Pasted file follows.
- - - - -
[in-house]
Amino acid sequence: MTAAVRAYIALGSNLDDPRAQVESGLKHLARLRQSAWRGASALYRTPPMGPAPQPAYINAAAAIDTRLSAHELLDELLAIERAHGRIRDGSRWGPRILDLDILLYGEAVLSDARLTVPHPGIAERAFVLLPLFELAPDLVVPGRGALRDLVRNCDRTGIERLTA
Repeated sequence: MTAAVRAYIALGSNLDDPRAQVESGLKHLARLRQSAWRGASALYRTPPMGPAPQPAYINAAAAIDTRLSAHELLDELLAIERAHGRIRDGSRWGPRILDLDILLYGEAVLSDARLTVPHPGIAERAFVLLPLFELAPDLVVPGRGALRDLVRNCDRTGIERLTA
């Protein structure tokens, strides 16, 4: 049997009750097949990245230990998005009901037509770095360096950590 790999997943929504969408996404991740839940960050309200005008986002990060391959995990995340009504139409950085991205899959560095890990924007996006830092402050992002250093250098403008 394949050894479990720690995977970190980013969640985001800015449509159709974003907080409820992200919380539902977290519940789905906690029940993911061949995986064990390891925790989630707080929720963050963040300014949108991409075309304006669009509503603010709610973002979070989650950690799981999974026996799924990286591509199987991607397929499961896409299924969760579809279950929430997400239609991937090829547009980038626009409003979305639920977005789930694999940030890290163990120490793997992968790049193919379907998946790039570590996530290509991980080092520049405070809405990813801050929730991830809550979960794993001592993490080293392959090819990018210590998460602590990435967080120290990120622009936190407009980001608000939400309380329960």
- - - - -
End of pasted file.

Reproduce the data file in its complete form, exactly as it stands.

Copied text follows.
[in-house]
Amino acid sequence: MTAAVRAYIALGSNLDDPRAQVESGLKHLARLRQSAWRGASALYRTPPMGPAPQPAYINAAAAIDTRLSAHELLDELLAIERAHGRIRDGSRWGPRILDLDILLYGEAVLSDARLTVPHPGIAERAFVLLPLFELAPDLVVPGRGALRDLVRNCDRTGIERLTA
Repeated sequence: MTAAVRAYIALGSNLDDPRAQVESGLKHLARLRQSAWRGASALYRTPPMGPAPQPAYINAAAAIDTRLSAHELLDELLAIERAHGRIRDGSRWGPRILDLDILLYGEAVLSDARLTVPHPGIAERAFVLLPLFELAPDLVVPGRGALRDLVRNCDRTGIERLTA
């Protein structure tokens, strides 16, 4: 049997009750097949990245230990998005009901037509770095360096950590 790999997943929504969408996404991740839940960050309200005008986002990060391959995990995340009504139409950085991205899959560095890990924007996006830092402050992002250093250098403008 394949050894479990720690995977970190980013969640985001800015449509159709974003907080409820992200919380539902977290519940789905906690029940993911061949995986064990390891925790989630707080929720963050963040300014949108991409075309304006669009509503603010709610973002979070989650950690799981999974026996799924990286591509199987991607397929499961896409299924969760579809279950929430997400239609991937090829547009980038626009409003979305639920977005789930694999940030890290163990120490793997992968790049193919379907998946790039570590996530290509991980080092520049405070809405990813801050929730991830809550979960794993001592993490080293392959090819990018210590998460602590990435967080120290990120622009936190407009980001608000939400309380329960």